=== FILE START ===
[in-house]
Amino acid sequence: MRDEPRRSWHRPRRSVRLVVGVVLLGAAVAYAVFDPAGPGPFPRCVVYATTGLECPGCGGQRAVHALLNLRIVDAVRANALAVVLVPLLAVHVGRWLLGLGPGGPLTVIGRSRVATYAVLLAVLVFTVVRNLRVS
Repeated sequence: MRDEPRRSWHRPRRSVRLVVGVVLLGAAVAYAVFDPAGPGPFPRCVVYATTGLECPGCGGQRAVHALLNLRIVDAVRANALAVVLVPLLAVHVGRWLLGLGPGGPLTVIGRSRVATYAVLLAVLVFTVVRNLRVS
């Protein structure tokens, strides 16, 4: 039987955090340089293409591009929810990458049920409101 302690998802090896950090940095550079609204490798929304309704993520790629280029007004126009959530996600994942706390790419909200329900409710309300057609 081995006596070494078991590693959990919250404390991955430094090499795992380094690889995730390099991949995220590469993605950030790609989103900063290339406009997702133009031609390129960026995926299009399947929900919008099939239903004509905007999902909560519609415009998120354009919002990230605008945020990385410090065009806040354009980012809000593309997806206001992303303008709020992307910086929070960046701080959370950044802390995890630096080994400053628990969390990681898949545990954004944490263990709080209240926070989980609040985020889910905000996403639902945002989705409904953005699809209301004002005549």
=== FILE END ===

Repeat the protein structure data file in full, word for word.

[in-house]
Amino acid sequence: MRDEPRRSWHRPRRSVRLVVGVVLLGAAVAYAVFDPAGPGPFPRCVVYATTGLECPGCGGQRAVHALLNLRIVDAVRANALAVVLVPLLAVHVGRWLLGLGPGGPLTVIGRSRVATYAVLLAVLVFTVVRNLRVS
Repeated sequence: MRDEPRRSWHRPRRSVRLVVGVVLLGAAVAYAVFDPAGPGPFPRCVVYATTGLECPGCGGQRAVHALLNLRIVDAVRANALAVVLVPLLAVHVGRWLLGLGPGGPLTVIGRSRVATYAVLLAVLVFTVVRNLRVS
């Protein structure tokens, strides 16, 4: 039987955090340089293409591009929810990458049920409101 302690998802090896950090940095550079609204490798929304309704993520790629280029007004126009959530996600994942706390790419909200329900409710309300057609 081995006596070494078991590693959990919250404390991955430094090499795992380094690889995730390099991949995220590469993605950030790609989103900063290339406009997702133009031609390129960026995926299009399947929900919008099939239903004509905007999902909560519609415009998120354009919002990230605008945020990385410090065009806040354009980012809000593309997806206001992303303008709020992307910086929070960046701080959370950044802390995890630096080994400053628990969390990681898949545990954004944490263990709080209240926070989980609040985020889910905000996403639902945002989705409904953005699809209301004002005549």